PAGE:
This is a costume I have been eyeing for some time and finally committed to this year. Esther is one scary human. Unlike her school mates, I love every one of her outfits. The black coat that she wears when pushing a bully down a slide? Divine!
I am sewing the blue plaid dress from the movie poster. I found a close match to the blue and white plaid in a cotton fabric sold on Amazon. I don’t care for the gathers in the original dress, so I am sticking to the darts in the original Megan dress.
The ribbon around her neck and wrists is essential to the character. I’m going with red ribbon over some lace. Since I am planning on lots of dancing, I’ll pair my Docs with some frilly socks. I’m gonna perform some magic to get my long hair into mid-length pigtails and put my best psycho face forward.
How unbelievably appropriate that the Megan would be used for a M3GAN costume? Since adding a collar to the dress pattern might take too much skill and time, I’d settle for a detachable one—the t-shirt and the bow will hide any costume sins. If you feel like tackling another challenge, the Plantain pattern will work really well for the striped tee (and it’s FREE!).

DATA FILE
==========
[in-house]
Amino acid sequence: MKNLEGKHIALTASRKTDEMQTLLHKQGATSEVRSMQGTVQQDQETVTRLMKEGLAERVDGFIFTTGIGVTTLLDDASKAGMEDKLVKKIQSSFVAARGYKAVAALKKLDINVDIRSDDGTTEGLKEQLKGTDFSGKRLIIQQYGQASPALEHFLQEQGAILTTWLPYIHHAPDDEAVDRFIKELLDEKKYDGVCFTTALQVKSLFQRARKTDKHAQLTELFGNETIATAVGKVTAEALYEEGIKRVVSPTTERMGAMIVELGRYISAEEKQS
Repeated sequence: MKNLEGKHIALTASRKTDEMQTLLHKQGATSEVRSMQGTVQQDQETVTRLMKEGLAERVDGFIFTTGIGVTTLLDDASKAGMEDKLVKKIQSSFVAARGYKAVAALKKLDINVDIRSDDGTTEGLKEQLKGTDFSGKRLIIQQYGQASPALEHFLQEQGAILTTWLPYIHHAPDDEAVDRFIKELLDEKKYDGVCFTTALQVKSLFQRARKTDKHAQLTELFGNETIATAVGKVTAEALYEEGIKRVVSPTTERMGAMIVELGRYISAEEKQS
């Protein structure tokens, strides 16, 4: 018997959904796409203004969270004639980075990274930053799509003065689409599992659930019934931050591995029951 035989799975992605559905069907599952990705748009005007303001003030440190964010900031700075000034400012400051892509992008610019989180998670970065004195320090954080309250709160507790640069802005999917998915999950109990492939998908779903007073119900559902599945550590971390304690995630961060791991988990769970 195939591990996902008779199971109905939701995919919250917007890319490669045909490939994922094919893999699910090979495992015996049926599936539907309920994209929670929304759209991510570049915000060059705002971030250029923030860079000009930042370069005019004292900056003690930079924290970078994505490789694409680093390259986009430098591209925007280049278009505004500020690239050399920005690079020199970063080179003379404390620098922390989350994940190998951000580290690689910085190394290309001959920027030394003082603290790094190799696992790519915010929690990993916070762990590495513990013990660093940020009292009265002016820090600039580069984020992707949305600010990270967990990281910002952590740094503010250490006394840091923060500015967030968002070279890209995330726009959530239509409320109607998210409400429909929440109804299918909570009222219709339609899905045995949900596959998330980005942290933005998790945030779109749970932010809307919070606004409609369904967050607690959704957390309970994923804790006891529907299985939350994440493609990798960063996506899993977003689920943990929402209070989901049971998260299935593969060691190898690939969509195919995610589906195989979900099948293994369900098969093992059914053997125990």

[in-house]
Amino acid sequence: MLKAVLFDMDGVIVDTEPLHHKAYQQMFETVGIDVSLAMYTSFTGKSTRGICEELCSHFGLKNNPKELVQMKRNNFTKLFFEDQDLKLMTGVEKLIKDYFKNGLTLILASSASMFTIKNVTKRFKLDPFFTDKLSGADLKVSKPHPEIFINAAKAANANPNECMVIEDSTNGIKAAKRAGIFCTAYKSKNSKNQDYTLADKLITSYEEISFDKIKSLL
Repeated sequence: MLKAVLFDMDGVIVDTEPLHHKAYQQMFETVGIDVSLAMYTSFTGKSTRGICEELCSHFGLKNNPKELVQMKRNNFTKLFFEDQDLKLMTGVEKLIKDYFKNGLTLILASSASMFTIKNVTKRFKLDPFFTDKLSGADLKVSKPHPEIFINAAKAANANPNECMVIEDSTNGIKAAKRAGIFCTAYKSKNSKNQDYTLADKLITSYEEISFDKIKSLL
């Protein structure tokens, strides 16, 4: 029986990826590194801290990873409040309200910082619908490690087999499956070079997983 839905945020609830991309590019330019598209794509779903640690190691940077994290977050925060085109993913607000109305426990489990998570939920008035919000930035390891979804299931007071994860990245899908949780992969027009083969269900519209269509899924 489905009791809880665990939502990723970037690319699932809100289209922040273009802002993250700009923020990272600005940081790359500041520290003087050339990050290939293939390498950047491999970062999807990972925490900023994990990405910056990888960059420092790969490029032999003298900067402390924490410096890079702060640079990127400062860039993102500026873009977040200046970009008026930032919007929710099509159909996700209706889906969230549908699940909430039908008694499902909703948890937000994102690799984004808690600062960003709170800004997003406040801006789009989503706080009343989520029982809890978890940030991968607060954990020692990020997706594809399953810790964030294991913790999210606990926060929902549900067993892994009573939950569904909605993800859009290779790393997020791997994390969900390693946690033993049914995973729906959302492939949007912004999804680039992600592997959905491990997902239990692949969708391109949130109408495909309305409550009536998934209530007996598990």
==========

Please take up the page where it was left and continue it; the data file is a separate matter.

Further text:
To sew the dress, the best option is a beige cotton fabric. Finding buttons that match the fabric might be a bit challenging. If you can find shank buttons, you can just omit them—the bow can be exaggerated to cover the bodice. If I ever make this costume, I will definitely avoid tights. I won’t ever wear them, not even for the sake of a costume.
Even though I listed quilting cotton as the fabric for all costumes (because it is usually cheaper and found at any fabric store), you can sew this dress with a stable knit like ponte. It will be more expensive—and probably warmer—but it might work better if you plan on wearing it later as an everyday garment.
So… Which One?
Whichever costume you choose, just remember: This is a time when fun is more important than finish. As long as your costume stays put for a night, you’ll be fine. Sew your costume, embrace your character, and have a ball.